Sunday, 23 January 2011

Finding a balance.

I have spoken about my experiences of constructive criticism from the screenwriters group I go to once a month.  I have sent another post to this blog about editing. Well I have had  good criticism from my group. There are some good writers there who really know what they're talking about, which sent me on my way back to my computer to edit, then edit and edit.
Hey I think I've found another condition to rival Writer's Block. I'm going to call it Writer's Locked-In Syndrome. It is when you are thinking about what you want to say and keep changing it, until it reaches a point that unless you release those words soon you're never going to be heard. Does that make sense?
So I've had my proof reading, and I think I've polished my script so much that any more polishing and I am likely to rub it away. It's time to submit.
I am so agonisingly slow. Goodness knows how I'd cope should I ever become an established writer and have to work to deadlines. But then I could give up the day job which would unburden me of a major distraction.
I know you shouldn't rely too much on friends for criticism, because friends have difficulty with pointing out errors or anything that as a reader they do not understand. The tendency being they only want to tell you what they assume you want to hear. But last week I thought, what the heck, and passed my electronic reader (which I had uploaded my script on) to two co-workers. The first reader, (Daspikster, one of my followers on this blog) is a young man who does stand up comedy in the Comedy Clubs around London, and also is writing some comedy himself. My second reader, Omesh has written a self help book, so as you can see I have chosen my readers carefully.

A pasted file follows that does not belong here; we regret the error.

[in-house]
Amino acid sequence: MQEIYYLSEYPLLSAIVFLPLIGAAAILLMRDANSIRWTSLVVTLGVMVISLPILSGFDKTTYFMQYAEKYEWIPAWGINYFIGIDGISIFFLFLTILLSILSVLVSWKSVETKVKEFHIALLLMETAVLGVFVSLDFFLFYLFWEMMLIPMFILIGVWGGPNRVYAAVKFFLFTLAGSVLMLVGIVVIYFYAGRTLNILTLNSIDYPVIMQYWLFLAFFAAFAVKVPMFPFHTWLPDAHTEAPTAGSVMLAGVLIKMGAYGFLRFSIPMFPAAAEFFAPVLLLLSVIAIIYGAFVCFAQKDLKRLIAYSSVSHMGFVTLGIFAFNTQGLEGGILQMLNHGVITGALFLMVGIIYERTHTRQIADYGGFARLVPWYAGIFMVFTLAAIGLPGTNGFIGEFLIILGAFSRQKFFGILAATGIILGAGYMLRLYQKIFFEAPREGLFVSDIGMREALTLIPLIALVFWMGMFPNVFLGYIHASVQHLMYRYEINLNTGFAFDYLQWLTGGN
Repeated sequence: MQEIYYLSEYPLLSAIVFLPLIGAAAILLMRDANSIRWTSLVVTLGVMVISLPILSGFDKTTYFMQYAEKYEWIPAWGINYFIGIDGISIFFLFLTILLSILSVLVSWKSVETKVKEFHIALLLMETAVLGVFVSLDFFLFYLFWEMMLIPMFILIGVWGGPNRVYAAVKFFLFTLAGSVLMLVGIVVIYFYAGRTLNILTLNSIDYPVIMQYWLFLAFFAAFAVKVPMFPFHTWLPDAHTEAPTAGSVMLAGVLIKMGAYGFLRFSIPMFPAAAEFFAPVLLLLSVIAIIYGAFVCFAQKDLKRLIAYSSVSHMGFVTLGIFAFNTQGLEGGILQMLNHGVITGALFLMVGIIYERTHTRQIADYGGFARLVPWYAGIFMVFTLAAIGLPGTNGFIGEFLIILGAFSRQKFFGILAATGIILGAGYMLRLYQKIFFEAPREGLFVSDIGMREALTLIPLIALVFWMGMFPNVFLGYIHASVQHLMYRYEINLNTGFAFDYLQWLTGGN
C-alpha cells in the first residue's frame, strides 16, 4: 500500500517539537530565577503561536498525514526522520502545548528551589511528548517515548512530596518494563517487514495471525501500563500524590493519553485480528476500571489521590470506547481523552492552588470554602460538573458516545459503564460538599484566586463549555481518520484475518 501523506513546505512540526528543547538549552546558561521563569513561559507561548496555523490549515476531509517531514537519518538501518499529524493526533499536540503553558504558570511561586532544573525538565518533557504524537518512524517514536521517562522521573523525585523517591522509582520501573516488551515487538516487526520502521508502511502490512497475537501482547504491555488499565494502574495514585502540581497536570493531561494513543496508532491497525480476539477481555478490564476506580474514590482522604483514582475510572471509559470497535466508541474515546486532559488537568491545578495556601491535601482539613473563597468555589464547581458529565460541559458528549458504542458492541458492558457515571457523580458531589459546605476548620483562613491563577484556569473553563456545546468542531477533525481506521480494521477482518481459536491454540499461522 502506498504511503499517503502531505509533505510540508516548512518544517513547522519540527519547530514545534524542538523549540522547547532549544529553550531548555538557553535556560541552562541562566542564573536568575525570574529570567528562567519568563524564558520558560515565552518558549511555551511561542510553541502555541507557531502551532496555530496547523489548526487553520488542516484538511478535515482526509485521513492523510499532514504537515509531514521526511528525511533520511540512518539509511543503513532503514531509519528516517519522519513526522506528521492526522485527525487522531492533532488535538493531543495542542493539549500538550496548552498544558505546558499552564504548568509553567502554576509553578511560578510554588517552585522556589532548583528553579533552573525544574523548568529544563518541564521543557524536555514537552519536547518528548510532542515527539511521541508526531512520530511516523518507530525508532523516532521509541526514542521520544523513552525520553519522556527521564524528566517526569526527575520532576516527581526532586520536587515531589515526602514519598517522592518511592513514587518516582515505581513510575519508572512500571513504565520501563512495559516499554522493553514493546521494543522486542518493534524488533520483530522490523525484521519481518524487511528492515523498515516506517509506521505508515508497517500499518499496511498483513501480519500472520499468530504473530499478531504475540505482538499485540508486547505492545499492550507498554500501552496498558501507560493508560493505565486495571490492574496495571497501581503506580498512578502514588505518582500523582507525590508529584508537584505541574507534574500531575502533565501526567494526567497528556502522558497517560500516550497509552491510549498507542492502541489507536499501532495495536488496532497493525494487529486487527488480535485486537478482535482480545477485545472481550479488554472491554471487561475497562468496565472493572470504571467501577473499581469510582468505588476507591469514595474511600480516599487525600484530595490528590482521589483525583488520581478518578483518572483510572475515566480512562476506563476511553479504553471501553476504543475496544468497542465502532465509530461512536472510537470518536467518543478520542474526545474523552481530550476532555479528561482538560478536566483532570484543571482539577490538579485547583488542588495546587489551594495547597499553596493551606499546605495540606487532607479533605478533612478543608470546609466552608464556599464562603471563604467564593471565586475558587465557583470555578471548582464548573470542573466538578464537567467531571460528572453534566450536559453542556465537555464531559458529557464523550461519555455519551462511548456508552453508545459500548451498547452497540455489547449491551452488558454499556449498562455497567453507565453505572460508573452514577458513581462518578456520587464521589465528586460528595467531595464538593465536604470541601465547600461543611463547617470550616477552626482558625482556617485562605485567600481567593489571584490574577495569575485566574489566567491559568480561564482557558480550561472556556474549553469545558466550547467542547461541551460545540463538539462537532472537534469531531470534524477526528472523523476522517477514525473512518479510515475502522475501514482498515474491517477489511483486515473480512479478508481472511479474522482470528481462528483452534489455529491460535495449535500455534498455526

The upshot of all this was, I can honestly say is, from the feedback that was given was that they had been entertained. "I was laughing out loud" was one of the comments which helped convince me, my script is now ready.
I have now printed the final draft and will be sending it to the BBC Writersroom, in the hope that I can avoid the slush pile. Having had Henley's Ricotta rejected by them without any feedback, I have since improved that script enormously, but, alas, the rules of the BBC are that I can never send the same script to them twice. This is probably the reason I have sat on Fairfax Goes to Ephesus for so long, because you only get one shot at it.
The reality of the situation is that the BBC Writersroom receive, on average, 10,000 scripts per year, most of which only have the first 10 pages read, so I have to expect rejection.
My rejection plan this time will be to see if I can get myself an agent, who will advocate for me and try and get in that way. There again, I'm up against it as like the BBC, agents  also handle thousands of scripts and manuscripts per year.
Oh, why can't I be normal and do something else with my spare time like grow vegetables.